The once-in-a-lifetime experience is not something Jackie will soon forget. In fact, she’s more confident than ever in her plans to continue operating her farm, designing courses, and showing horses. “The gold medalist in jumping this year was 58 years old, so I’m going to keep doing it for as long as I can,” she laughed. As a member of the McKendree Board of Trustees, Jackie says she has the University to thank for giving her the education and foundation to accomplish her dreams.



Photo of Lanece Clarke in RioLanece Clarke ’09

It was a childhood dream that grew into a vision and, this year, became a reality. Lanece Clarke wanted to compete in the Olympics for as long as she can remember. A native of the Bahamas, she came to McKendree to study accounting and to join the Bearcat women’s track and field team. After graduation, she decided her Olympic dream was something she had to achieve and returned to the Bahamas to train professionally.

For the past six years, Lanece put in countless hours, days, and months until she finally made it to the qualifying round for individual competition in the Olympic 400-meter race. “I missed the qualifying standard by one tenth of a second, but I had one last competition to attempt to meet it. On the day of the track meet, I was pulled aside and asked if I would assist the Bahamas women’s 4x400 meter relay team to qualify for the Olympics.” That choice would mean passing up the opportunity to qualify for an individual event herself. “I decided I would put my country before myself, and on that day, the women’s 4x400 meter relay team became the 16th qualifier for the Olympics,” she said.

As a first-time Olympian, Lanece was in awe of the energy and passion that spread throughout the hundreds of fans and the world-class athletes. “On the day of competition, I stepped onto the track in the Olympic stadium and was on television in front of billions of spectators. As I got into the blocks and heard the starter say, ‘On your mark, get set, go,’ I could hear my fellow countrymen chanting ‘Bahamas 242!’ What an angelic sound!”

Lanece and her teammates left the Olympics as the 11th fastest team in the world and made history as the first women’s 4x400 meter relay team to represent the Bahamas at the Olympics, setting a new national record at the same time. Now Lanece is pursuing a master’s degree and says she learned how to set specific, measurable goals from her undergraduate days at McKendree. “I learned that no dream is too big to achieve, and a dream without a plan is just a dream. As far as my profession in track and field, you haven’t seen the last of me!”



Photo of Nathalia with Andy MurrayNathalia Ramos Bayma de Oliveira ’13

An NAIA regional champion in tennis while at McKendree, Nathalia Oliveira was thrilled to discover the 2016 Summer Olympics would be held in her home country of Brazil. Little did she know, however, that she would be assisting in the monumental role of planning and coordinating them.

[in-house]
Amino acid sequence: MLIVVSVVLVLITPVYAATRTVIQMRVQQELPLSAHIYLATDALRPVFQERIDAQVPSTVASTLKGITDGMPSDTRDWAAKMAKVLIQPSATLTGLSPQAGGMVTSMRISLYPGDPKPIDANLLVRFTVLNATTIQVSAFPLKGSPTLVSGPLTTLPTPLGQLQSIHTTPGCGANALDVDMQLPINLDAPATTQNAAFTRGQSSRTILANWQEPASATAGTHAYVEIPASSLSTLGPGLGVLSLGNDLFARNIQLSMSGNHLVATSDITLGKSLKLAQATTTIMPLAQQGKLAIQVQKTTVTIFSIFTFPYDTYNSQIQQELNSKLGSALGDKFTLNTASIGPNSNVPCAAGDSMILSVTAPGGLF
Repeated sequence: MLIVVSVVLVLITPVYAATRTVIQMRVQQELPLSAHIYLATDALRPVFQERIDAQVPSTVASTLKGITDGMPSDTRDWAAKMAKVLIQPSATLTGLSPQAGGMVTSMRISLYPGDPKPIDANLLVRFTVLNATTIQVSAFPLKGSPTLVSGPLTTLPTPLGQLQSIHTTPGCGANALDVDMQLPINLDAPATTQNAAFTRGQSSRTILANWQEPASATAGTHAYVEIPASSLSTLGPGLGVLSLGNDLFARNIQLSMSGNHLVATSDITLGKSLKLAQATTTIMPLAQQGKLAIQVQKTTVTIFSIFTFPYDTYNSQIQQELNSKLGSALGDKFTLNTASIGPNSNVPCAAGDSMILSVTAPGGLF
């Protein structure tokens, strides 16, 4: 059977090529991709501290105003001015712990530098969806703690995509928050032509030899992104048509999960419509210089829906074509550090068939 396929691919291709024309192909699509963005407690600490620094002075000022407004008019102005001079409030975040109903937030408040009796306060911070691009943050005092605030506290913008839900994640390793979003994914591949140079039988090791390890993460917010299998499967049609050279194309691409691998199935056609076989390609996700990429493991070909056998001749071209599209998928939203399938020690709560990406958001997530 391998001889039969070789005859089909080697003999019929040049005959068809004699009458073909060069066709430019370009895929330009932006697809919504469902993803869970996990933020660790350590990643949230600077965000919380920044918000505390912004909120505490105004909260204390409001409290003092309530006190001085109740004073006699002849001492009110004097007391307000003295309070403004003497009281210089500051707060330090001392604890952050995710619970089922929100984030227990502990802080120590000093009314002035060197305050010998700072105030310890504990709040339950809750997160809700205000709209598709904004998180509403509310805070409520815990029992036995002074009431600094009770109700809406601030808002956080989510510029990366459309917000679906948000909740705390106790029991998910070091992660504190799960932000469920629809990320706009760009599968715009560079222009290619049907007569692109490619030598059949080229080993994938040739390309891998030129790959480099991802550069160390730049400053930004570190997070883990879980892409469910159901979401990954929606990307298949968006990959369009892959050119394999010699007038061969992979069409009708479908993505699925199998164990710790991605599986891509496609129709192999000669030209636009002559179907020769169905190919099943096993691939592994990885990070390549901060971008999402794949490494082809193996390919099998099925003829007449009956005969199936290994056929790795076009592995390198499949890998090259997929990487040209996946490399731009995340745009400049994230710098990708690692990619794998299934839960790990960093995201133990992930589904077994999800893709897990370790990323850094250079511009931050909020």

Nathalia earned her undergraduate degree in business management and international relations before returning to Brazil to start her career. The next year, she was invited to work at the Rio Open, a major two-week tournament organized by the Association of Tennis Professionals. After three years helping to run the event, Nathalia met the tennis sport manager for the Rio Olympics, who offered her a job as tennis information coordinator for the Games.

“It was one of the best experiences of my life,” she said. “Even though I had previous experience at the Rio open, the Olympics were different. It was a major challenge for me and my country. Things did not always happen as planned, but in the end, the players and their staff were happy.”

Nathalia was responsible for leading more than 20 volunteers and 200 athletes from around the world to ensure the Olympic tennis tournament ran smoothly. Through her work managing all of the courts and athletes’ practice schedules, she was able to get to know the players and their coaches on a personal level. “Both coaches of the singles gold medalists, Andy Murray (pictured) and Monica Puig, hugged me after the matches and thanked me for all the support and attention I had given during those weeks,” she said. “It was amazing to receive this positive feedback.”

Nathalia’s adventure continues this fall as she begins her master’s program in international relations at leeds University in England. “It made me grow as a person to interact with people from all over the world. now I’m ready for a new journey in England, and the only thing I hope to find is good people and professors and the unique, unforgettable experiences like I had at McKendree.”